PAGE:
Welcome To The Multiverse
This week, we took a bit of a nod from TV’s hottest new show, Legion, and turned eye our toward the history of X-Men video games. Anthony John Agnello endeavored to scour the mutants’ gameography and pull out three titles—the best, the worst, and the weirdest—that tell us a little something about what it takes to make this series work in video game form. Naturally, the comments were full of other suggestions for those three distinctions, namely which X-Men game is the best ever. X-Men Legends, the action RPG from Raven Software, was a popular choice. (By the way, here’s Anthony talking about why he went in a different direction.) Evan Waters summed up its merits:
I find X-Men Legends was the best for a couple of reasons. One, it really lets you wander around in the fan-friendly minutiae of the franchise—the “hub” between missions is Xavier’s mansion, and you can spend a while just going and meeting the various characters, finding collectibles, running Danger Room simulations, etc. The plot involves the Sentinels, Magneto, the Morlocks, Muir Island, and a battle in Professor X’s subconscious. It really only leaves out the space-opera stuff.
And it does a really good job at the truly chaotic feel the X-Men comics always had when they were in the heat of action. You’ve got four heroes unleashing major powers all the time, wrecking everything in the environment, including the goddamn walls, and surprise “combos” keep popping up and showing you how to use their powers together. There’s something truly satisfying about just blasting your way through an enemy compound.
Heart Like A Fridge went for something even more chaotic:
I definitely echo the love for Legends and the glorious, quarter-sucking side-scrolling of the six-player arcade game, but for me the idea of an X-Men video game is best captured in Capcom’s work from Children Of The Atom, X-Men Vs. Street Fighter, and the Marvel Vs. Capcom Series.
Obviously, story is secondary (Hello, Onslaught and Abyss!) and that is a demerit when talking about the X-Men and their history, but those fighting games were the living embodiment of childhood arguments about who would win in a fight between Storm and Iceman or Cyclops and Wolverine and then blew up into the craziness of the Vs. series (and the glorious cheapness of Cable’s specials). But that series was the most fun I had with the X-Men.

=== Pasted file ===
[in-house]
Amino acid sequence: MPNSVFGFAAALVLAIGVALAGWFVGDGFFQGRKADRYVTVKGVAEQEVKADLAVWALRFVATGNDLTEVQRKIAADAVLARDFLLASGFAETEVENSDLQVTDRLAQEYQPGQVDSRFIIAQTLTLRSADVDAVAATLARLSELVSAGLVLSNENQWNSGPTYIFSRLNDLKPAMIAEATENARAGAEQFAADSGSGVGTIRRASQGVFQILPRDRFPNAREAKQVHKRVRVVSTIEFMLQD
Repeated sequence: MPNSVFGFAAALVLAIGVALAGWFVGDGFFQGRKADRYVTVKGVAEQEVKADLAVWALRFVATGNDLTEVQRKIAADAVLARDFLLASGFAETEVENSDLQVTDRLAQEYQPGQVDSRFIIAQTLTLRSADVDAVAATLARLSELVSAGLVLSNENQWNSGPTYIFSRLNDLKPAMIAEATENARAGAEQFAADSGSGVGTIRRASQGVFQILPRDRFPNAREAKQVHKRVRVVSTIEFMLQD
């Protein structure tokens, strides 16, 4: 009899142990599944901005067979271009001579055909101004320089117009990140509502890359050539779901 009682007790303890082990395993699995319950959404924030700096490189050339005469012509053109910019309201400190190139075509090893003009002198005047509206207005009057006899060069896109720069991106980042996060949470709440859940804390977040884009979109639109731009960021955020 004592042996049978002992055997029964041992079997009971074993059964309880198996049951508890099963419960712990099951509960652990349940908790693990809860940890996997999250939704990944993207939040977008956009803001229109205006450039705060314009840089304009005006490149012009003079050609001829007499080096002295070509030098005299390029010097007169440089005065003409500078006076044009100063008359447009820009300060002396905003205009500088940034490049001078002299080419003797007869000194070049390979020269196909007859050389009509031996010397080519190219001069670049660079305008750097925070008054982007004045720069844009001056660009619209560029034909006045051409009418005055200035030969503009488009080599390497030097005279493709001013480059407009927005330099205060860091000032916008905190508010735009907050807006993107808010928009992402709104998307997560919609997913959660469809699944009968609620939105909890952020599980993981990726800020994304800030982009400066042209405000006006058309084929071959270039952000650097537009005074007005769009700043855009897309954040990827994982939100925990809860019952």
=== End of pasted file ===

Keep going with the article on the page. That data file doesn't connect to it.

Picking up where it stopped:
LJN’s Uncanny X-Men for the NES was a near-unanimous pick for worst game. The Greetest For No Raisin recalled a particularly tragic encounter with this turd:
God that NES X-Men game was hot fucking garbage. I learned a hard lesson about licensed games when I got it (a lesson I should have learned after playing the Atari 2600’s goddamned E.T.). It was my birthday, and instead of doing a pre-order on Super Mario Bros. 3, like my mom suggested, I wanted a game that day because SMB3 wouldn’t be out for months. One of the worst decisions I ever made. One thing that truly makes the game suck that this article doesn’t mention: You have to use two characters at once on each mission. A second player can control the other character, but if there’s no second player, the game’s pitiful AI takes over and promptly gets the character it’s controlling killed. Naturally, if all the characters are killed off, it’s game over, making the game even more difficult than it needed to be. Oh, and that part about using the mutant powers hurting the character? Guess which ability the AI loved to use? Fuck that piece of shit game.